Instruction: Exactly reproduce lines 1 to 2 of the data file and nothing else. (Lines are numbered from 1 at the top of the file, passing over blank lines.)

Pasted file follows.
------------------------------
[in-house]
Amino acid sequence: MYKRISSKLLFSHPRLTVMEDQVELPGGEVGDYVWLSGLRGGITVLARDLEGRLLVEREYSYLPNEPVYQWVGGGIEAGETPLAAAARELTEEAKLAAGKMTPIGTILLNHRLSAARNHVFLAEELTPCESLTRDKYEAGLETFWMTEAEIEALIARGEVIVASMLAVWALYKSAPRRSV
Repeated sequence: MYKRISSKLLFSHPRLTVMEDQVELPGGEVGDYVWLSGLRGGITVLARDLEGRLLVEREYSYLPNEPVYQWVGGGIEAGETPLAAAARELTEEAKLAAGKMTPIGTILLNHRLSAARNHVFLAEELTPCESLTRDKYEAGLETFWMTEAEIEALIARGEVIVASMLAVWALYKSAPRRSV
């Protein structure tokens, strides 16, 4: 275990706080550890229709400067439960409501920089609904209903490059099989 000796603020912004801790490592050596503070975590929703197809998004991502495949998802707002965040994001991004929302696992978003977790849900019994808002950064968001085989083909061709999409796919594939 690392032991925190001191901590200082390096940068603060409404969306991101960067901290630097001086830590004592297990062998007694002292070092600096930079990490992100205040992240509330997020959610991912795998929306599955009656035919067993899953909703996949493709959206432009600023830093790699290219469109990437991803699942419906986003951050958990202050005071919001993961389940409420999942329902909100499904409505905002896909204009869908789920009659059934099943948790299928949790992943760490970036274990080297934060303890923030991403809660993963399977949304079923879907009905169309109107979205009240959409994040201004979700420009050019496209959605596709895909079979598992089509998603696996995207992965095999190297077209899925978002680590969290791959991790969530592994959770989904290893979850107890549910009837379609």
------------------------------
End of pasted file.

[in-house]
Amino acid sequence: MYKRISSKLLFSHPRLTVMEDQVELPGGEVGDYVWLSGLRGGITVLARDLEGRLLVEREYSYLPNEPVYQWVGGGIEAGETPLAAAARELTEEAKLAAGKMTPIGTILLNHRLSAARNHVFLAEELTPCESLTRDKYEAGLETFWMTEAEIEALIARGEVIVASMLAVWALYKSAPRRSV